tue 23/07/2024

Isata Kanneh-Mason, BBCSSO, Gourlay online review - give thanks for lockdown concerts | reviews, news & interviews

Isata Kanneh-Mason, BBCSSO, Gourlay online review - give thanks for lockdown concerts

Isata Kanneh-Mason, BBCSSO, Gourlay online review - give thanks for lockdown concerts

A taste of modern America followed by sumptuous Beethoven

Isata Kanneh-MasonRobin Clewley

As our friends across the pond celebrated Thanksgiving on Thursday, a mix of music from America kicked off the BBC Scottish Symphony Orchestra’s concert, opening with Massachusetts-born composer Carl Ruggles’s Angels for muted brass. Ruggles originally penned the work in 1920 as the second movement of a three-part piece entitled Men and Angels.

It was scored for six muted trumpets, but the 1938 revision which was performed on Thursday features four trumpets and muted trombones; it's also transposed down a minor third. Tenderly played by the brass of the BBC SSO, it had a touching, poignant quality to it, under the expressive direction of conductor Andrew Gourlay.

Moving on to the music of modernist composer Ruth Crawford Seeger, her Andante for String Orchestra beautifully metamorphosed from its darkly hued beginnings into music brimming with radiant light. Julia Perry’s 1952 work A Short Piece for Small Orchestra is one of the few pieces by this composer to have been recorded, despite her vast oeuvre. Much of Perry’s early work is for voices, inspired by African American spirituals, though she went on to compose no less than 12 orchestral symphonies, and won the Boulanger Grand Prix for her Viola Sonata. The BBCSSO gave a crisp performance of her short piece, with clear strings, glowing brass, and a spiky sense of rhythm. 

The final offering in this all-American first half was Cara Mia Gwen, a 1993 work by Brooklyn-born Alvin Singleton, written in memory of his sister. Gourlay (pictured below by Johan Persson) aptly describes this music as "socially distant". It begins with "bubbles" of instruments playing one at a time. As the piece progresses, each sonic pod gradually layers over one another, though the individual musical ideas are still clearly distinct. Andrew GourlayAs the stage was reset, the interval featured presenter Jamie MacDougall in interesting interview with the second half’s soloist, pianist Isata Kanneh-Mason. It feels a bit odd to have an interval when you’re in your own home, though at least there’s no queue for the bar! Kanneh-Mason discussed her latest recording, a CD of the piano music of Clara Schumann released on Decca in 2019. As being treated to a couple of tracks, we heard Kanneh-Mason chat about her relationship with the music of both Clara Schumann, and the composer heard in the second half: Ludwig van Beethoven.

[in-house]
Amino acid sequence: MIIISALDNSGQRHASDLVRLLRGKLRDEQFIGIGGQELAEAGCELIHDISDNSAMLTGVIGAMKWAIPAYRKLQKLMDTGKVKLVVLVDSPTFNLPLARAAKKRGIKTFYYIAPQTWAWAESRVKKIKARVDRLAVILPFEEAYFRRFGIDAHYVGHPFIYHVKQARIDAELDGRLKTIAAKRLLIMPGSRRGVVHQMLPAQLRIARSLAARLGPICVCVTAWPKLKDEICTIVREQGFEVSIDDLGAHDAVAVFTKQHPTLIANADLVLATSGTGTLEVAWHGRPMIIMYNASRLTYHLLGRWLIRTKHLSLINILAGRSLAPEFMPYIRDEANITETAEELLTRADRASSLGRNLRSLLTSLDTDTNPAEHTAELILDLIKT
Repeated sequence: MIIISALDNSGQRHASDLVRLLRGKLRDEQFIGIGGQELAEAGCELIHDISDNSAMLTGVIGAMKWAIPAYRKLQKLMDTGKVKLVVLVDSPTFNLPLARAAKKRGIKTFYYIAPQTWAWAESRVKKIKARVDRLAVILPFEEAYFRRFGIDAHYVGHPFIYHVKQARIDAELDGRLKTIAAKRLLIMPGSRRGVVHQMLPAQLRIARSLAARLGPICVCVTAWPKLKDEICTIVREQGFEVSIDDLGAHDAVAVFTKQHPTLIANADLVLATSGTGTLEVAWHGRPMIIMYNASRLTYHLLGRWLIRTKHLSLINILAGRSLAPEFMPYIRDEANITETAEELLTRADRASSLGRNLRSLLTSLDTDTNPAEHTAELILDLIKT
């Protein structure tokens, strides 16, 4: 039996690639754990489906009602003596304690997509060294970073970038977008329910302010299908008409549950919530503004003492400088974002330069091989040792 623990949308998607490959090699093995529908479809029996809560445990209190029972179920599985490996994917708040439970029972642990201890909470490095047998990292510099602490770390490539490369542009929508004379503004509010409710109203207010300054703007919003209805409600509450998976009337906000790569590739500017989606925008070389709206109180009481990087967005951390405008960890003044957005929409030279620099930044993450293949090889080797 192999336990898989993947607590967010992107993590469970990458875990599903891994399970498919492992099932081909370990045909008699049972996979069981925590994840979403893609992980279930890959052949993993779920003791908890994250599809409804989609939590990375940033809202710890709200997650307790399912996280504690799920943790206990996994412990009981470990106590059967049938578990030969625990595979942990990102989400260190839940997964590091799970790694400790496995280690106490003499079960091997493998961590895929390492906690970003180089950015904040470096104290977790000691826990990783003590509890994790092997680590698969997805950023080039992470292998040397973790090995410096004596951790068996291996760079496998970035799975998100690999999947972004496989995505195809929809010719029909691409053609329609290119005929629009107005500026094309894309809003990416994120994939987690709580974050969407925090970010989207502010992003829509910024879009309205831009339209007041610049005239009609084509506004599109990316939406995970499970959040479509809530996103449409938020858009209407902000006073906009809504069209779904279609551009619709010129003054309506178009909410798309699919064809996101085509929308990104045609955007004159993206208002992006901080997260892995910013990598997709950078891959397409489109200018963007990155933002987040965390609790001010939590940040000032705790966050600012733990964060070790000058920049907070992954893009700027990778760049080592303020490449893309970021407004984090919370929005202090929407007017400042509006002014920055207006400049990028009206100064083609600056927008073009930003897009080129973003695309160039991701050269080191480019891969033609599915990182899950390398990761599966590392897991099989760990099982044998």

Beethoven’s Third Piano Concerto opened with soft beginnings, before showing sharp moments of power under Gourlay’s clear conducting. Kanneh-Mason’s fluid playing perfectly illuminated the movement’s many moods, from soft and stealthy, to crisp and in control. Her cadenza wonderfully swooshed from loud and jubilant tones to soft, feathery whispers. Supremely soft timpani signalled the gradual reintroduction of the orchestra, before Gourlay rounded off the first movement with a punch.

The Largo had a dreamy opening, with delicate woodwind and stirring strings. Gourlay brought it to an understated close before swifly moving into the Rondo with its more driven, determined pace. He was incredibly animated on the podium, conjuring zingy, zesty sounds from the orchestra, which made such a full sound it was hard to tell that the players are seated so far apart. Kanneh-Mason played with expert precision, deftly layering the sounds. So much musical excitement was made here, by orchestra, conductor and soloist alike. Though I yearn to be back in a concert hall, it’s a huge privilege to be able to experience these kinds of musical moments from my own front room. And on Thanksgiving Day, that was certainly something to be grateful for.

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